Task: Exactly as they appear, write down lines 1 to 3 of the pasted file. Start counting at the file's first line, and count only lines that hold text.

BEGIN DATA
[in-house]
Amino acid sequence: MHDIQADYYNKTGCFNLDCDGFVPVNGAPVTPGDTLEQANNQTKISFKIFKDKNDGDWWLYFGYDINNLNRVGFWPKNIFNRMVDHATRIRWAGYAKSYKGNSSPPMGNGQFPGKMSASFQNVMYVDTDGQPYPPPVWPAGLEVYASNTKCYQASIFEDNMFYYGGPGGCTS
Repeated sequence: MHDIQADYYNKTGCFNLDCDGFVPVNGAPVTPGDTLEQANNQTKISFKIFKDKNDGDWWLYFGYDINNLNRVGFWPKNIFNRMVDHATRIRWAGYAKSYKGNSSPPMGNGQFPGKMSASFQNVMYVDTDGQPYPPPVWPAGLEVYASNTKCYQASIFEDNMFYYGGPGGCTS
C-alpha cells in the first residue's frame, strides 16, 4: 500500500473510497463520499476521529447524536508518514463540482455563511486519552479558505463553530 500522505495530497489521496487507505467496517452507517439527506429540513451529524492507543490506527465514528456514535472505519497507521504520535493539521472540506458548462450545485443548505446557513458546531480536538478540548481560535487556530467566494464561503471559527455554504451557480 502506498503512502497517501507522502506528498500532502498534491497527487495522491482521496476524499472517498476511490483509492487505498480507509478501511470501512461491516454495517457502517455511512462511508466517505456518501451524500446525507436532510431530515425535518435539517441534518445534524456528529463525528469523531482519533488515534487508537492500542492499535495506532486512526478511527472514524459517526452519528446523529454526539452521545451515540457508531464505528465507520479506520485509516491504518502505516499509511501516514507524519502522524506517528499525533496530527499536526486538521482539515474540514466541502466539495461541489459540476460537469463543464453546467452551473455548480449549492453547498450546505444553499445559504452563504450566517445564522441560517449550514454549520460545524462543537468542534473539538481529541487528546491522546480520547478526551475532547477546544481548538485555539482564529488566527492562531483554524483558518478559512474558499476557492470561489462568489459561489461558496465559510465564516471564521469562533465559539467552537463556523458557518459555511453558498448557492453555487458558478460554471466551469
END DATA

[in-house]
Amino acid sequence: MHDIQADYYNKTGCFNLDCDGFVPVNGAPVTPGDTLEQANNQTKISFKIFKDKNDGDWWLYFGYDINNLNRVGFWPKNIFNRMVDHATRIRWAGYAKSYKGNSSPPMGNGQFPGKMSASFQNVMYVDTDGQPYPPPVWPAGLEVYASNTKCYQASIFEDNMFYYGGPGGCTS
Repeated sequence: MHDIQADYYNKTGCFNLDCDGFVPVNGAPVTPGDTLEQANNQTKISFKIFKDKNDGDWWLYFGYDINNLNRVGFWPKNIFNRMVDHATRIRWAGYAKSYKGNSSPPMGNGQFPGKMSASFQNVMYVDTDGQPYPPPVWPAGLEVYASNTKCYQASIFEDNMFYYGGPGGCTS